African-American women are embracing their locks and forgoing harmful chemical hair straightening for a healthier, more natural look. Salons and stylists in the city are helping this trend grow.
Natural hair textures of African-American women seem to be more prevalent, as people are beginning to embrace the curl.
During the last few years, Philadelphia salons have seen an increase in the number of black women phasing out chemical relaxers and wearing their natural hair textures. This shift is gaining recognition and prompting many women of all ages to go natural.
“Chemicals damage your hair, and women are curious about what their natural hair looks like without it,” owner of From Head to Toe Beauty Salon Shelli Ford said. “When you get relaxers so young, you don’t really know what your natural hair texture is.”
The transition to natural hair comes as a response to many issues reflecting concerns of black women and their hair today. Hair and physical health are becoming more important than styles that could potentially cause damage. Similar to chemical treatments on all types of hair, relaxers often have a negative effect on the growth of hair and can sometimes be unsafe for women with major health problems.
Stylist and manager at Xquisite Hair Designs Anika Richardson has worked with clients who have decided to stop using chemical relaxers for a variety of reasons, including sickness and the desire for healthier hair.
“They’ve also noticed that when they don’t get relaxers, their hair is thicker, and it is less costly,” Richardson said.
Kayla Smith, a sophomore pre-health professions major, has been natural for a year and six months.
“I’ve noticed an increase of natural women because I am now natural, and I’m always paying attention to other naturals and what they are doing with their hair, so that I can get more ideas for myself,” Smith said.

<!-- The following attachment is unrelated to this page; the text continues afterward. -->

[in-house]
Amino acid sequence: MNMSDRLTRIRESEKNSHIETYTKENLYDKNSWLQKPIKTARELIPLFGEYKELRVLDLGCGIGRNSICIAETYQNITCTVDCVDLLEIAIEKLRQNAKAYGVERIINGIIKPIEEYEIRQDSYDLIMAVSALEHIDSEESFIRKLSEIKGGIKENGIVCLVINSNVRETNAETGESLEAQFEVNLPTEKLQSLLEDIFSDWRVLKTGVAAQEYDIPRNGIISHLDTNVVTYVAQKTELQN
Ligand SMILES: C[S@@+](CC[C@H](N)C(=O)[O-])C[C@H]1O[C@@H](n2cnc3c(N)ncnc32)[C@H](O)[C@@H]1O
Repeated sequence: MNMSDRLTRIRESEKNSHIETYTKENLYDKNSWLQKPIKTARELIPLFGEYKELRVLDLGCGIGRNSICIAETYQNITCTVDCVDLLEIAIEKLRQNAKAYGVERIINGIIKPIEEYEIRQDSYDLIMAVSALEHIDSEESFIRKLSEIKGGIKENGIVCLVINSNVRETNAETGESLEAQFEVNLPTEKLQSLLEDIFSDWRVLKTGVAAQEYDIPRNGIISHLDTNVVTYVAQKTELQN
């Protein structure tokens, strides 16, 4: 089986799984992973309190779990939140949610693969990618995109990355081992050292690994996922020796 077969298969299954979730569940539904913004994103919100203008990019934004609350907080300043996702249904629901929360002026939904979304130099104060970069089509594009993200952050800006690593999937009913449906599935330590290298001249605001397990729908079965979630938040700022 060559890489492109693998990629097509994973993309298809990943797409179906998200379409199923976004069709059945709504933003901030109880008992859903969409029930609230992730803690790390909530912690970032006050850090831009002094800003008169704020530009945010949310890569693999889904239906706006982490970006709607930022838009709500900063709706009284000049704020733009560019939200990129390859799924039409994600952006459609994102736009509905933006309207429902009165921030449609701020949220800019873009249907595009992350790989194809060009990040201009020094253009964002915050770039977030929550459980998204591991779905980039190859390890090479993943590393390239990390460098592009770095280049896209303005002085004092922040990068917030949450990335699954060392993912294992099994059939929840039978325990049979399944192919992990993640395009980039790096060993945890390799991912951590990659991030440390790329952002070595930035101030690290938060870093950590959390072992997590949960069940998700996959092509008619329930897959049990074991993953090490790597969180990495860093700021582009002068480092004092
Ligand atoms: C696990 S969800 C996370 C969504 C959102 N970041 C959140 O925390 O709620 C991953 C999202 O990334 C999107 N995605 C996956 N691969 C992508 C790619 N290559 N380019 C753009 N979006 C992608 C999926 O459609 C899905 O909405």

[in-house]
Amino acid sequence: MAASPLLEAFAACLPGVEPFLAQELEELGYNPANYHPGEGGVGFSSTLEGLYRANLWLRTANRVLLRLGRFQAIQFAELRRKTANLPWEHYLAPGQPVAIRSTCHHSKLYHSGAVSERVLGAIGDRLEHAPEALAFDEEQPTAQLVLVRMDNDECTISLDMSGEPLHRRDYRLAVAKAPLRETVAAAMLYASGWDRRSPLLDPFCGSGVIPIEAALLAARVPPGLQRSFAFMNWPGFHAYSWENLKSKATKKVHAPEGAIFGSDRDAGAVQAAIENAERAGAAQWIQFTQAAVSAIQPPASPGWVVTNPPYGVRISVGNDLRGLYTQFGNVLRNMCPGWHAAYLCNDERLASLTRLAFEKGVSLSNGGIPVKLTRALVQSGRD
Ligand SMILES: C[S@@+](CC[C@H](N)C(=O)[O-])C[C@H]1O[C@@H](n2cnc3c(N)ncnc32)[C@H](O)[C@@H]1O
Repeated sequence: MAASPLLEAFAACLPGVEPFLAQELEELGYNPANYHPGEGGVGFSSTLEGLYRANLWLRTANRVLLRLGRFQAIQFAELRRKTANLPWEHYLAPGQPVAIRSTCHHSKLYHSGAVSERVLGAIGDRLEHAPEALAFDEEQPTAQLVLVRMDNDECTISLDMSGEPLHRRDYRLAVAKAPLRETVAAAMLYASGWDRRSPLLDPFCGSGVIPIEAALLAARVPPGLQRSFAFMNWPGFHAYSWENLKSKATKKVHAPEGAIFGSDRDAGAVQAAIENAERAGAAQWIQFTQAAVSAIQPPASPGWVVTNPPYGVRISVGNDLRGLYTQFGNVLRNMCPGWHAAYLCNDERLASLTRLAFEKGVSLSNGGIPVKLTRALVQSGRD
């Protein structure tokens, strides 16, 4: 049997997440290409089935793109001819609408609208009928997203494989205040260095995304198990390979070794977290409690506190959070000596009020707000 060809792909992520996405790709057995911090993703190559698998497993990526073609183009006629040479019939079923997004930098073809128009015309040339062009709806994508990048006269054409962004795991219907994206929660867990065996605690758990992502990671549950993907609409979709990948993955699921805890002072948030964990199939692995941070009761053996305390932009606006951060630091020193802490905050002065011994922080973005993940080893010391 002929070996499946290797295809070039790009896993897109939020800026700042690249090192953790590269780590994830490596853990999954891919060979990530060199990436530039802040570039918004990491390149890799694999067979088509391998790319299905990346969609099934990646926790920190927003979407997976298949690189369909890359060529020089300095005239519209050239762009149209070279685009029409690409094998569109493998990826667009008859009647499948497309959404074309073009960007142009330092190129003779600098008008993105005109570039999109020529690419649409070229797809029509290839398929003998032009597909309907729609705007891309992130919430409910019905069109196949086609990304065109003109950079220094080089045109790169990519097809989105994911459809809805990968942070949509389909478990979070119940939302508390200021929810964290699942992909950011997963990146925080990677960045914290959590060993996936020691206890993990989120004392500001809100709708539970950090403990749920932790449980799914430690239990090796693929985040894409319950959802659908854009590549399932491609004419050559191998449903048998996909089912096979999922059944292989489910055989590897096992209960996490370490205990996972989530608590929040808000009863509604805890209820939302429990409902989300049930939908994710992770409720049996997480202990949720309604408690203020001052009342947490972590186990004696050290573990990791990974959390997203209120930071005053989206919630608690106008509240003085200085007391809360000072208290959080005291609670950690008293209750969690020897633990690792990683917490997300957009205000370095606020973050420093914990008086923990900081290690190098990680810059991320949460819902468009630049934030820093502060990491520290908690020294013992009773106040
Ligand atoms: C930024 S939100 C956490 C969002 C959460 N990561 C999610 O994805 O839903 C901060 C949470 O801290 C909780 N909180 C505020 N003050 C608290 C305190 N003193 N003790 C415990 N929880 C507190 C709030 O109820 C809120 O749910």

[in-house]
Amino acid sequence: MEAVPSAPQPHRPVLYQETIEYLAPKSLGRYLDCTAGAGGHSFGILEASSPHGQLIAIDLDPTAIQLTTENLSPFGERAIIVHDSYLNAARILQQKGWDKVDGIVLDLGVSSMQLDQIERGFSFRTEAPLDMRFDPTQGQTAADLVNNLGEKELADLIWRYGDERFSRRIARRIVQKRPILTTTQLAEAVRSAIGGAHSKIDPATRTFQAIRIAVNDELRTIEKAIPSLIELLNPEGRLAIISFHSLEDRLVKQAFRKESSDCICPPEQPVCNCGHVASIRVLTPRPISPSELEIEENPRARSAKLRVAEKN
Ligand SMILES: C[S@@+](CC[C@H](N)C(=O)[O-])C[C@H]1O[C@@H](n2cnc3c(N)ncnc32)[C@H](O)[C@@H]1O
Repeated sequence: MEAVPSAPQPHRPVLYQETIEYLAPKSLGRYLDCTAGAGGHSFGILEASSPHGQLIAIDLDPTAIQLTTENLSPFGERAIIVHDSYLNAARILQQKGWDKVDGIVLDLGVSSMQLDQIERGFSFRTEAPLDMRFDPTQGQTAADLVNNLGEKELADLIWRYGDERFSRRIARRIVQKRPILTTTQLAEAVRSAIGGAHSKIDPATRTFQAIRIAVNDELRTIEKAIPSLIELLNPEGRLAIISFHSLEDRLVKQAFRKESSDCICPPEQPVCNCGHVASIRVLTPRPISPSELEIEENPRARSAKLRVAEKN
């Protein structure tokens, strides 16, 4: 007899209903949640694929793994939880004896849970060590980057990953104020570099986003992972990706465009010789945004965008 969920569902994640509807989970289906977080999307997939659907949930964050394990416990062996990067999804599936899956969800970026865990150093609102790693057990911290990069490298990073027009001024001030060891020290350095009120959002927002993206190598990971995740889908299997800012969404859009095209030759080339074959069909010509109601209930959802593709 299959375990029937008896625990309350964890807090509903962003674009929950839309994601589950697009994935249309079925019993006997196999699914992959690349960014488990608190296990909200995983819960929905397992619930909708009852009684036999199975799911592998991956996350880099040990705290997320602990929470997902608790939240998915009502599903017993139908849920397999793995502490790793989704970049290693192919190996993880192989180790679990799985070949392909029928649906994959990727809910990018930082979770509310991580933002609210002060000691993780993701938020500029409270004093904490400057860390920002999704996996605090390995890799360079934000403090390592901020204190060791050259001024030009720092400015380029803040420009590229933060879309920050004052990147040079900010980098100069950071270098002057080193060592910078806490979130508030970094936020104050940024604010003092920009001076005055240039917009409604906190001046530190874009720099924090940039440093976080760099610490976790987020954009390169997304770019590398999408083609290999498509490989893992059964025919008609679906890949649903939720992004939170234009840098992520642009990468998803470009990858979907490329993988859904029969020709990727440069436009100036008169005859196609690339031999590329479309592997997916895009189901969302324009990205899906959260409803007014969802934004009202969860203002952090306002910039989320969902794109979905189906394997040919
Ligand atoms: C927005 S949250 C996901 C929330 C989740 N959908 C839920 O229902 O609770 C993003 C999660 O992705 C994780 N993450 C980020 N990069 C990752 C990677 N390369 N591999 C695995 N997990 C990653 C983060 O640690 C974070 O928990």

Art and media outlets have recognized the growth of this unintentional movement, displaying African-American women with natural hair of all textures. Black women participating in the wave of going natural say that it is about embracing the hair they were born with.
“Women are learning how to take care of their hair, and that will help to create a shift in our culture. They are embracing their natural beauty, and it is creating a domino effect,” said sophomore public relations major Guesthia Jacques, who has been transitioning to natural for six months.
“Although natural hair is a growing trend, I don’t think it will be as significant as it was in our culture during the seventies,” Smith said. “Natural hair in the seventies was more of a political statement. It meant black pride and was viewed as militant, but natural hair now means black pride in the sense of accepting our hair for what it is and finding different ways to style it.”
Black hair forums, style blogs and YouTube have offered options and instructional information on styling, while artists and photographers have begun displaying more diverse images of black women with different hair styles, including natural.
“I feel that style changes with time,” Jacques said.
It is predicted that the movement toward openly embracing natural hair textures will influence the future of style. People are experimental with their overall appearances and opening up to images that don’t coincide with what was typically represented in the past. There is greater acceptance of aesthetics that represent different ethnicities, opening up style choices that used to be more limited.
“Currently, natural hair is popular. The only thing that separates this trend from others is the knowledge that has come out of this new trend,” Jacques said.
Hair care salons often focus on styles and care for chemically treated hair, but women who are going natural have a lot of support in Philadelphia. Several salons in the city cater to natural hairstyles, including braids, twists and dreadlocks.
Xquisite Hair Designs and other salons have natural hairstylists on staff full-time. The emphasis has shifted toward hair health more so than before.
At From Head to Toe Beauty Salon, Ford said, the business “specializes in total hair care, rather than just style.”
“We do deep conditioning and stress the importance of preventing breakage,” Ford said.
Black women are becoming more accepting of their natural coils, and the community seems to be taking note as well. With the involvement of Philadelphia salons, this region’s women are greeting a curlier, more natural future.
“A lot of women who have decided to straighten their hair in the past are now deciding to stop,” Smith said. “More women are deciding to wear their hair natural because of the new and exciting styling ideas.”
Kendra Royster can be reached at firstname.lastname@example.org.